"(The pediatrician) is in the main hospital in the country. And his fall back is to send samples to Brisbane, but they have no budget left to send them to Brisbane," she said.
"So if you're saying that's the situation in Port Moresby -- the best resourced part of the country -- then you can imagine that if you're in one of the other hotspots, in Gulf (Province)... or in Daru.
The supply chains, the infrastructure, the expertise, the maintenance of basic pieces of equipment -- all of it needs to be rigorously reinforced and it's going to require a big effort to do that, she said.
The PNG Government has reportedly spent about $3.3 million on its emergency TB response. Australia has committed $60 million to battle TB in PNG between 2011 and 2017.
In 2015 a PNG parliamentary inquiry looked into the country's multi-drug-resistant tuberculosis crisis, and was told it was increasing at an alarming rate.
The inquiry was also told Australia's 2012 decision to relocate treatment clinics back to the PNG mainland, instead of treating people at clinics in the Torres Strait, has had an impact.
"There seems to be no urgency, there seems to be no anxious effort ... no concern, almost," PNG MP Gary Juffa is reported to have said at the time.
"There's almost a sense of apathy in addressing this. I mean, we should be containing this as quickly as possible."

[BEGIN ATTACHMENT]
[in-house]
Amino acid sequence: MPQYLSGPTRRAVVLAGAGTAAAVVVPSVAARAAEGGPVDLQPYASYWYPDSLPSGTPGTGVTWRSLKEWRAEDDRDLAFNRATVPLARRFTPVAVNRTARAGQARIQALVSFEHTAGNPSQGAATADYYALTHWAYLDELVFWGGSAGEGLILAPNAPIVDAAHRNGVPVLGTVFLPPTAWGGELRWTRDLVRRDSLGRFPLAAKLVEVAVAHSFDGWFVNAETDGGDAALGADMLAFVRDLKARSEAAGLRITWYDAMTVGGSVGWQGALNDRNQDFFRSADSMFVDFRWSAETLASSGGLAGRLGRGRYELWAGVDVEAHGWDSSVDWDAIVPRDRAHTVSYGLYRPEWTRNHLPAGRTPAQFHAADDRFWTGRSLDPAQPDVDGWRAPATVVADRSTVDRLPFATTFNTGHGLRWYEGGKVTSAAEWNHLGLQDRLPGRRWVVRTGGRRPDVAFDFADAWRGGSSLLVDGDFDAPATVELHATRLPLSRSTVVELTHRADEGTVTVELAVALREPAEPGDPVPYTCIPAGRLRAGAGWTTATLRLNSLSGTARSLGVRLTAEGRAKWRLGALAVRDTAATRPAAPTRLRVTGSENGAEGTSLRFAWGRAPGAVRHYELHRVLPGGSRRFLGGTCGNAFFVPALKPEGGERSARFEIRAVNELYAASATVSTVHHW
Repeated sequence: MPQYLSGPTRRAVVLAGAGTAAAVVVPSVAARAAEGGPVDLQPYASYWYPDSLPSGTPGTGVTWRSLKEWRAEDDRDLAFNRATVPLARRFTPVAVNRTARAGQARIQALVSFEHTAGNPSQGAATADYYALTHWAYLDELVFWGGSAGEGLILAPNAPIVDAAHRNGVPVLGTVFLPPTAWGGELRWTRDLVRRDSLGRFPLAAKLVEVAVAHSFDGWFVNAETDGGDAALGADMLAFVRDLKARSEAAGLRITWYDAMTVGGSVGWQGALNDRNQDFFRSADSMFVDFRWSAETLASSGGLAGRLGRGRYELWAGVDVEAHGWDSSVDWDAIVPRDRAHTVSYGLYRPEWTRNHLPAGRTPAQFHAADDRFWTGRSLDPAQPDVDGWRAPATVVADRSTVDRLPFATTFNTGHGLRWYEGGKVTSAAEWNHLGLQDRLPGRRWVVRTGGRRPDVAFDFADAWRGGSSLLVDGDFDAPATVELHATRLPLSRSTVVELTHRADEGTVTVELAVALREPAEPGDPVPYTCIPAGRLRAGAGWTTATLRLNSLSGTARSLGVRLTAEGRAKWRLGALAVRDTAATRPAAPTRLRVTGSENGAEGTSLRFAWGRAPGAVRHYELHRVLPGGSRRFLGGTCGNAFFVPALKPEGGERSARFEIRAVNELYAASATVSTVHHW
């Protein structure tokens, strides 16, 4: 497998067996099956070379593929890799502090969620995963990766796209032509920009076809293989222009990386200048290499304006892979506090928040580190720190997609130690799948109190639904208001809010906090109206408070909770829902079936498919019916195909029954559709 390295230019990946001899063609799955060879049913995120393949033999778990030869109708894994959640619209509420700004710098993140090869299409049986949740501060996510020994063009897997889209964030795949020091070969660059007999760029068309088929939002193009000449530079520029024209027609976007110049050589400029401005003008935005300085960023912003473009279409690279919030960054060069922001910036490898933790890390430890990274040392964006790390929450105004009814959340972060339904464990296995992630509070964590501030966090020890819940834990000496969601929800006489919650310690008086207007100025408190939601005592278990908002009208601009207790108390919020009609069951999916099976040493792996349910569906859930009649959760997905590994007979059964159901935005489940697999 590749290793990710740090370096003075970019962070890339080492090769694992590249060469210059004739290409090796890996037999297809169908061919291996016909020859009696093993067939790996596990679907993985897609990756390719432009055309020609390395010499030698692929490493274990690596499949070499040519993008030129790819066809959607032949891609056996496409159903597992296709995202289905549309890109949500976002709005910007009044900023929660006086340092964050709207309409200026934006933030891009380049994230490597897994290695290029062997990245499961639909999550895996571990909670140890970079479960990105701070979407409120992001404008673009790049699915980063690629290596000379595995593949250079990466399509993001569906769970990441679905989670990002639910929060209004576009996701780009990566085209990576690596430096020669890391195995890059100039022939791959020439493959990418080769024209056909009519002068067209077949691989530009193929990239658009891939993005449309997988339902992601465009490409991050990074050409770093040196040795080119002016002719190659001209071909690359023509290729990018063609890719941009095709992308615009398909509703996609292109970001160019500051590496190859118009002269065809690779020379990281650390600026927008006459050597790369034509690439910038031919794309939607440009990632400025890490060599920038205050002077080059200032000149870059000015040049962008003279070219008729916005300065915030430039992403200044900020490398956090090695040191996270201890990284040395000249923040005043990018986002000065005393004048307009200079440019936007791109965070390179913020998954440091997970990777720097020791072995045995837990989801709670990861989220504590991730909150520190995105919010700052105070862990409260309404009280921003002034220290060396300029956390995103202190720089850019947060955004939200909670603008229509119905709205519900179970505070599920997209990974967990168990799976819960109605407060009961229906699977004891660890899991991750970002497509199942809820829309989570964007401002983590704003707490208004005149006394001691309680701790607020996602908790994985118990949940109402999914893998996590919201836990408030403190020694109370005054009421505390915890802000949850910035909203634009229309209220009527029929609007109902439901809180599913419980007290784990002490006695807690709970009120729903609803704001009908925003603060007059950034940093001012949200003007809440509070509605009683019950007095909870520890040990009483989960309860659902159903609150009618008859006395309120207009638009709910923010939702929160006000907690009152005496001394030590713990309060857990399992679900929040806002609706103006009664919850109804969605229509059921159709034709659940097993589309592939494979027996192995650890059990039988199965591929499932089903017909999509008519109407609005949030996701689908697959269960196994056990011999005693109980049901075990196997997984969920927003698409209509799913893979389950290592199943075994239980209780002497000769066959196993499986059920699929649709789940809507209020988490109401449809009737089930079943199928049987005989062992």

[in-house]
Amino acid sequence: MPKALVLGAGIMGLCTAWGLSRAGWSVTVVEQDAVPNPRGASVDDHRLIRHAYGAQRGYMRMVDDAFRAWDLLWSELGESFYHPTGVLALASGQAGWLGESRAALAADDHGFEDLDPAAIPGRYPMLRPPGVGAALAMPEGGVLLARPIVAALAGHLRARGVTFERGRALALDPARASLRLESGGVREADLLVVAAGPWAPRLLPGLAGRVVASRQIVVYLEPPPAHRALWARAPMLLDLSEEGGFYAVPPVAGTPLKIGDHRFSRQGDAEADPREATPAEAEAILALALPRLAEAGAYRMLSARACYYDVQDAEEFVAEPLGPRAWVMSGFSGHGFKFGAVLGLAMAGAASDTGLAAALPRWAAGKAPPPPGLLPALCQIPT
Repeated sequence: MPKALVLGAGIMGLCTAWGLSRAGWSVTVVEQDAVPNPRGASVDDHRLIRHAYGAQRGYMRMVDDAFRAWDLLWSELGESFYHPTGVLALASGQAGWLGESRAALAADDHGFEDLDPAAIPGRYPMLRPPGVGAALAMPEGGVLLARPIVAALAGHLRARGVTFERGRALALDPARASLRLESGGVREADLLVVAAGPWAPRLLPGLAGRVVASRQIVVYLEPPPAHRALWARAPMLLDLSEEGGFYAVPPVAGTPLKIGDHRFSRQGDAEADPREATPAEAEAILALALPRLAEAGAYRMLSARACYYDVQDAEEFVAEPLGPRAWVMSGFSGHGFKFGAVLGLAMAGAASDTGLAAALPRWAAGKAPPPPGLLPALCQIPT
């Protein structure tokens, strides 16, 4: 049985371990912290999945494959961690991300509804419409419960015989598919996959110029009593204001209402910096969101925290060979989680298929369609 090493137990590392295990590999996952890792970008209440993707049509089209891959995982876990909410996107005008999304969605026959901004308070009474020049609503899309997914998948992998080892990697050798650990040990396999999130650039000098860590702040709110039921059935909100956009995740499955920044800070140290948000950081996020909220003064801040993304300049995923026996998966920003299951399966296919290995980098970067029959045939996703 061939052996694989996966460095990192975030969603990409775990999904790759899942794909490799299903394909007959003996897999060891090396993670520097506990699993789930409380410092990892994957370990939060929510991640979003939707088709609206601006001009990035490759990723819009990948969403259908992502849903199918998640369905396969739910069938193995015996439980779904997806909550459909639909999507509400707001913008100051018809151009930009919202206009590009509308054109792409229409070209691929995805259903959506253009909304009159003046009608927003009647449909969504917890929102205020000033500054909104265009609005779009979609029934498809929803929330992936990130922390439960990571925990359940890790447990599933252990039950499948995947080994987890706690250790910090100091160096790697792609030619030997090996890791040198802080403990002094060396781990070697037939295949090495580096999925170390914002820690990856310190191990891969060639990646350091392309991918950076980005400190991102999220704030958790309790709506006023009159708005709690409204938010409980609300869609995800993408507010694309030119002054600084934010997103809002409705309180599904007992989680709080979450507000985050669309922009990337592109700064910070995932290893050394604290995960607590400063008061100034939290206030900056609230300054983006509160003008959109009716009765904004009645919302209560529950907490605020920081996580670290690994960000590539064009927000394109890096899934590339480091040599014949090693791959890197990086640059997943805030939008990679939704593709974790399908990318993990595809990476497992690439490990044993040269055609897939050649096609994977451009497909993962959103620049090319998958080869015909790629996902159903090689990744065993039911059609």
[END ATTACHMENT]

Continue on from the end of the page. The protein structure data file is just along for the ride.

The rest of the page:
The Many Strains Of TB
LATENT TB -- Where someone is infected but the disease lies dormant, so they are not contagious and have no symptoms. The disease can become active later. WHO estimates that about one-third of the world's population has latent TB.
DRUG-SUSCEPTIBLE OR DRUG-SENSITIVE TB (DS-TB) -- A standard form of TB which responds to a combination of antibiotic drugs. Treatment typically requires six months of daily doses.
MULTIDRUG-RESISTANT TUBERCULOSIS (MDR-TB) -- This strain is immune to the two most deployed antibiotics: Isoniazid and Rifampicin. Treatment typically requires two years of rst and second-line drugs.
EXTENSIVELY DRUG-RESISTANT TUBERCULOSIS (XDR-TB) -- Immune to the four most powerful drugs used to treat the disease, it was until recently was a terminal diagnosis. New, but highly toxic, drug regimens are increasing life expectancy, and clinical trials of the drug Bedaquiline15 are also showing positive results.